Monday, 03 May 2010 17:44

Elgato Turbo.264 HD

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Elgato's Turbo.264 HD speeds video export intended for various Apple (and other) devices, but is it value for money?


The Turbo.264 HD is a Mac-compatible hardware accelerator for H.264 encoding. It comes from Elgato, a company well known for its TV tuners and supporting software.

The device itself resembles a slightly obese thumb drive. Elgato recommends plugging it directly into the computer, which may present a slight problem for owners of iMacs that have just three USB ports.

The first port probably takes care of your mouse and keyboard (unless you're using wireless peripherals), and you may be using that one with an unpowered hub to allow easy access to thumb drives.

You're unlikely to be interested in the Turbo.264 HD unless you also own a TV tuner, and our experience is that they generally work better when connected directly to a computer and not via a hub. And the main point of using a Turbo.264 HD is to prepare content for an iPhone or similar device, and again, direct connection seems preferable to an unpowered hub.

So you may need to unplug either the tuner or the iPod/iPhone cable to use the Turbo.264 HD. Since current iMacs have four USB ports, so that's another excuse for an upgrade!

What about the software? See page 2.




The review sample included version 1.0 of the supporting software, which we were prompted to update to version 1.0.3.

All you see is a single application, but a QuickTime component is installed behind the scenes making the device available to other applications.

Converting existing movies (AVI, DVD, MPEG-4, VIDEO_TS and others) is basically a matter of dropping them onto the Turbo.264 HD window and clicking Start. A range of presets cover typical output requirements - iPod small, iPhone, iPod best, Apple TV, Sony PSP, YouTube, YouTube HD, 720p and 1080p - though the software doesn't allow upscaling.

If you need a specific collection of settings, custom presets allow the specification of size, aspect ratio, overscan, frame rate, data rate, H.264 profile and level, and more.

An 11 minute standard-definition TV clip took almost six minutes to export from EyeTV using Apple's H.264 software codec with the iPhone preset. Using the Turbo.264 HD trimmed this to just under four minutes.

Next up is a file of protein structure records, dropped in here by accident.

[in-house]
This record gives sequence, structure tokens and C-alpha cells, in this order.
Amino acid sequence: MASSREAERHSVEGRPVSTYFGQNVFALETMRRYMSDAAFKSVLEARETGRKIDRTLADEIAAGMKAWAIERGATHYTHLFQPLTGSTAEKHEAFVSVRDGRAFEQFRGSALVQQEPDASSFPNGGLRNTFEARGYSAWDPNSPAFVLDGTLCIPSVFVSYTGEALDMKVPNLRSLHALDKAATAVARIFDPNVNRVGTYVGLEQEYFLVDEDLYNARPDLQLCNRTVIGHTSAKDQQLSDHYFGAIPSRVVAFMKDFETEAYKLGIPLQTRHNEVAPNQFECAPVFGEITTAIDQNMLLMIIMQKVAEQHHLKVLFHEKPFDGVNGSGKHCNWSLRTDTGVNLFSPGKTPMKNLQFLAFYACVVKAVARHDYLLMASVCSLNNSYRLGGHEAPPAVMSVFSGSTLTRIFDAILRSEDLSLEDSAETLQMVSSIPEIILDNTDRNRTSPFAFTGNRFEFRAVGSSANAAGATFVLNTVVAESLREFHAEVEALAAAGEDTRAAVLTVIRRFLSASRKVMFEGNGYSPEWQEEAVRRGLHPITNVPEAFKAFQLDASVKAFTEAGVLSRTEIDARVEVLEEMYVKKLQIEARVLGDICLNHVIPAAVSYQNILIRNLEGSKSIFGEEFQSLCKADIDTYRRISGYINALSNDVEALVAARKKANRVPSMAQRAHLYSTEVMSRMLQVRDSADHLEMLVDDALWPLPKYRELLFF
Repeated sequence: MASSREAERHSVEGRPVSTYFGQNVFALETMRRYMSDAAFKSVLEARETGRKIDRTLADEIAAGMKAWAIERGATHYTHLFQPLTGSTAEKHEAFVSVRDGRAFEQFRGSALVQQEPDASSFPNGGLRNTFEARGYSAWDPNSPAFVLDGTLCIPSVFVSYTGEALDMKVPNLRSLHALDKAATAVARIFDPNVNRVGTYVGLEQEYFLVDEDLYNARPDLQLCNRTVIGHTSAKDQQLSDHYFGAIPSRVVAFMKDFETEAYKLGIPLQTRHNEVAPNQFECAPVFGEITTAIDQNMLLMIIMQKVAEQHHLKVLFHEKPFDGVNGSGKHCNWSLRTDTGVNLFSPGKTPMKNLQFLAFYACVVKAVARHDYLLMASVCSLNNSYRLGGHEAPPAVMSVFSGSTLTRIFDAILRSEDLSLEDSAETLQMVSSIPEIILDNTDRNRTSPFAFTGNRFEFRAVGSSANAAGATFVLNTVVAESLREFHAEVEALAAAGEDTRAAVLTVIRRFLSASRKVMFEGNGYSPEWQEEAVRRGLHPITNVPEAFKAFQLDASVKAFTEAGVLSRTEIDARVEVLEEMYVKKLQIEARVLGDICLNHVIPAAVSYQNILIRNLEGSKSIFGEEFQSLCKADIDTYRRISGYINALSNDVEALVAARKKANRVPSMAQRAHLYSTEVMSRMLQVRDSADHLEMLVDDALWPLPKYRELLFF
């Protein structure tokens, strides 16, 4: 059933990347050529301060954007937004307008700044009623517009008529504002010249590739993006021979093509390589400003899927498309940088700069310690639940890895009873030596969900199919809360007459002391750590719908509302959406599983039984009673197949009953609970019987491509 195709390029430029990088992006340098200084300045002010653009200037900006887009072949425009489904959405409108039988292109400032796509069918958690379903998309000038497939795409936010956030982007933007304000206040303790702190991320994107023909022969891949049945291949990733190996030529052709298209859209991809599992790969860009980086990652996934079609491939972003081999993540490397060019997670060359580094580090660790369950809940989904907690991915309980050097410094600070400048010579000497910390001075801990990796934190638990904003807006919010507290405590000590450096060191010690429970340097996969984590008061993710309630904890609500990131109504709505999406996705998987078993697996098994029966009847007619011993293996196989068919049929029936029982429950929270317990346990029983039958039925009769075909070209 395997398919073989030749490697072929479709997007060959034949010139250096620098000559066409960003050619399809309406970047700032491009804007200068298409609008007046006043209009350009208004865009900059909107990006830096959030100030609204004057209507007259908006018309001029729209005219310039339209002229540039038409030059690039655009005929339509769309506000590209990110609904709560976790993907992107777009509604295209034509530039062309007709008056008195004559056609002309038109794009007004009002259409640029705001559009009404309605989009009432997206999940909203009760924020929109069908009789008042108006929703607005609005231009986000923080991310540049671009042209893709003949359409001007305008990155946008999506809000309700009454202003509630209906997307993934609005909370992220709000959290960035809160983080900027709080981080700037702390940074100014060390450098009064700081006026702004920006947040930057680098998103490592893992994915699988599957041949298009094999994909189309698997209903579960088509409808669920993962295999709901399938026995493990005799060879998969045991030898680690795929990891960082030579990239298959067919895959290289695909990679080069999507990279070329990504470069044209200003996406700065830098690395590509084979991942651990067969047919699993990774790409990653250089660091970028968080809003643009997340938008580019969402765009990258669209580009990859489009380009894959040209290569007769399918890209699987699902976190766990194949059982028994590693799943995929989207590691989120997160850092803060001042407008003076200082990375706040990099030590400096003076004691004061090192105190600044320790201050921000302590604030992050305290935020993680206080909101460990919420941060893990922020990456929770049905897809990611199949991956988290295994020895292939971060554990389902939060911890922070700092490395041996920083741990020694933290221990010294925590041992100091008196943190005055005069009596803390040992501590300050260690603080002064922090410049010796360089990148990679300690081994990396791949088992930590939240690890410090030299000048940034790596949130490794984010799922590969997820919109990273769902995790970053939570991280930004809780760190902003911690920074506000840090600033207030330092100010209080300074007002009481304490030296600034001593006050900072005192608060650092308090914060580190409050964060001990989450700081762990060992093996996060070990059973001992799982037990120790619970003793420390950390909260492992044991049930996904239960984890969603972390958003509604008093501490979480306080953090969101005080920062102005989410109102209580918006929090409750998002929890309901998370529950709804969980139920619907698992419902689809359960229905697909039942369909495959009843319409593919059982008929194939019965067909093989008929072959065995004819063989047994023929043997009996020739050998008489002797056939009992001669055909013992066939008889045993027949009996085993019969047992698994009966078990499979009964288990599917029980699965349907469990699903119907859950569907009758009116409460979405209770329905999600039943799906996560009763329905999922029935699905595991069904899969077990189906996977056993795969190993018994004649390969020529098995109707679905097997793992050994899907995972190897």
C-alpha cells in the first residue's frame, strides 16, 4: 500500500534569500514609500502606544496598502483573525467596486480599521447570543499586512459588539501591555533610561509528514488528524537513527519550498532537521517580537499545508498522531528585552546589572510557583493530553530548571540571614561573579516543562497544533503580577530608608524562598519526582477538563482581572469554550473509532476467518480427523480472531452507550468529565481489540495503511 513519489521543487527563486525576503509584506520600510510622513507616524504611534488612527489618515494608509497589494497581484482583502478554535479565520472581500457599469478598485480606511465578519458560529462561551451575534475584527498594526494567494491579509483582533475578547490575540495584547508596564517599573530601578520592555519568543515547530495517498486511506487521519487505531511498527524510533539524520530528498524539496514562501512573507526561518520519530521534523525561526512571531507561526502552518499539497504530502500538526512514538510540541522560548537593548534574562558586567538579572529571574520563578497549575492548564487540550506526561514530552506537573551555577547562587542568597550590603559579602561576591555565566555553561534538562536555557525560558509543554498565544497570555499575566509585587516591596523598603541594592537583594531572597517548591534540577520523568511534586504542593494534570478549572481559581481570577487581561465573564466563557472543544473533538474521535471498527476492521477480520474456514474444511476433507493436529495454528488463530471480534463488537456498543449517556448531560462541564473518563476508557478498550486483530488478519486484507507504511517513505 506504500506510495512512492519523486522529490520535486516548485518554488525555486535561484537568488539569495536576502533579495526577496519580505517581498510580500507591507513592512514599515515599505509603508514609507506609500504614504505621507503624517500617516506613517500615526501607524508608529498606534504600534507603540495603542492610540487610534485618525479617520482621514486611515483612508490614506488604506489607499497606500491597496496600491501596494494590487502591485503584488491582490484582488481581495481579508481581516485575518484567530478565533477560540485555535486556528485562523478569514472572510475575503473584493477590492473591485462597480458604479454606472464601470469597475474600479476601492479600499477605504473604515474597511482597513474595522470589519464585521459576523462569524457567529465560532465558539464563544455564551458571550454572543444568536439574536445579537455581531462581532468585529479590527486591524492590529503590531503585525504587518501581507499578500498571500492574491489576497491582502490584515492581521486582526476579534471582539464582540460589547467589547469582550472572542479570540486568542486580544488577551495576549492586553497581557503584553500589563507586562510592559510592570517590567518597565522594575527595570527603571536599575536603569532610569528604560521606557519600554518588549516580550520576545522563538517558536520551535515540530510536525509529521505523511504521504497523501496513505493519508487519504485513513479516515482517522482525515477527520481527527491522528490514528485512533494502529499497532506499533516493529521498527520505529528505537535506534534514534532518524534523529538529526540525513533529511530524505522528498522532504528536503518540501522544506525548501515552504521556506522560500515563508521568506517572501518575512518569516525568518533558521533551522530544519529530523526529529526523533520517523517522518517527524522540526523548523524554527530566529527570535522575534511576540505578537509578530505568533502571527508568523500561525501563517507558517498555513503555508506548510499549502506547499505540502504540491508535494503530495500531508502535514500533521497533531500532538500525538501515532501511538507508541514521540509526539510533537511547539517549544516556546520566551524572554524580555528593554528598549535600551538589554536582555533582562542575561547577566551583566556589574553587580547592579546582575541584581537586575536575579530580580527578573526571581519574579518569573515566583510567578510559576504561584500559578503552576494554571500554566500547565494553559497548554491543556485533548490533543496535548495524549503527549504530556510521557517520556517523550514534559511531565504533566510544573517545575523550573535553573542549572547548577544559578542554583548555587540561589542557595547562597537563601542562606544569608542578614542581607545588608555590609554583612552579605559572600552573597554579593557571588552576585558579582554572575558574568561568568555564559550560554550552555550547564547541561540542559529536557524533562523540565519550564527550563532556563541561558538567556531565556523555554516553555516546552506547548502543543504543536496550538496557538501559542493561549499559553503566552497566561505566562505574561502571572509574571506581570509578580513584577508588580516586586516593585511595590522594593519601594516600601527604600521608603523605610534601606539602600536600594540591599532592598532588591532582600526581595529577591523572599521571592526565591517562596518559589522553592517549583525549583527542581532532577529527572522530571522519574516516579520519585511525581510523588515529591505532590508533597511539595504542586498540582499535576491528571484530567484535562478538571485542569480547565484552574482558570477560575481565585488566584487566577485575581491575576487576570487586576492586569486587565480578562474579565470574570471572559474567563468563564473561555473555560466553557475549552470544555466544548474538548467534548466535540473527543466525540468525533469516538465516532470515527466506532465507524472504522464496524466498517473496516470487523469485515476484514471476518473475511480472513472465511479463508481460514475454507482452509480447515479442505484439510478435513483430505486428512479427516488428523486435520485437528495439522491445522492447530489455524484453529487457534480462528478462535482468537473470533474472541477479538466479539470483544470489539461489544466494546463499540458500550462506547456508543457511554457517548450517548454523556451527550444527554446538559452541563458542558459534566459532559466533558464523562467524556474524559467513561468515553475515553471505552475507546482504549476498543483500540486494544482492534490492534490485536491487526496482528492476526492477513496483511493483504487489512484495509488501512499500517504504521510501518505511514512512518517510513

A 5 minute HD clip exported in 2 minutes 37 seconds with Turbo.264, and 3 minutes 16 seconds without.

What other applications can use Turbo.264 HD? Find out on page 3.




Scale either of those up to a typical 42 minute TV show - or better still, a full-length movie - and the time savings become more impressive.

The output files appeared to be the same quality with or without the hardware support, and the difference in file size was marginal.

Other QuickTime-enabled programs such as iMovie 09 can take advantage of the device.

AppleScript support is provided, and allows files to be programmatically added to the queue and then encoded. Scripts can check whether the Turbo.264 HD hardware is connected.

Turbo.264 HD also works with AVCHD cameras, but we didn't have one of those sitting around the office. It's supposed to be possible to link multiple AVCHD clips into one output movie.

System requirements include an Intel-based Mac, and Mac OS X 10.5.6 or later.

Please read on for our conclusion.




So the Turbo.264 HD is simple to use and does provide a useful speed improvement, but the $A379 RRP means you need to do a lot of resizing/transcoding to get value for money. Shopping around suggests prices around $A260 or even lower can be found, but even then the purchase would still need serious consideration.

It's a different matter in a professional context where time is money, but you'd need deep pockets to be able to justify speeding up the process of putting TV program onto your iPod or iPhone for viewing on the way to and from work the next day.

 

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Stephen Withers

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Stephen Withers is one of Australia¹s most experienced IT journalists, having begun his career in the days of 8-bit 'microcomputers'. He covers the gamut from gadgets to enterprise systems. In previous lives he has been an academic, a systems programmer, an IT support manager, and an online services manager. Stephen holds an honours degree in Management Sciences and a PhD in Industrial and Business Studies.

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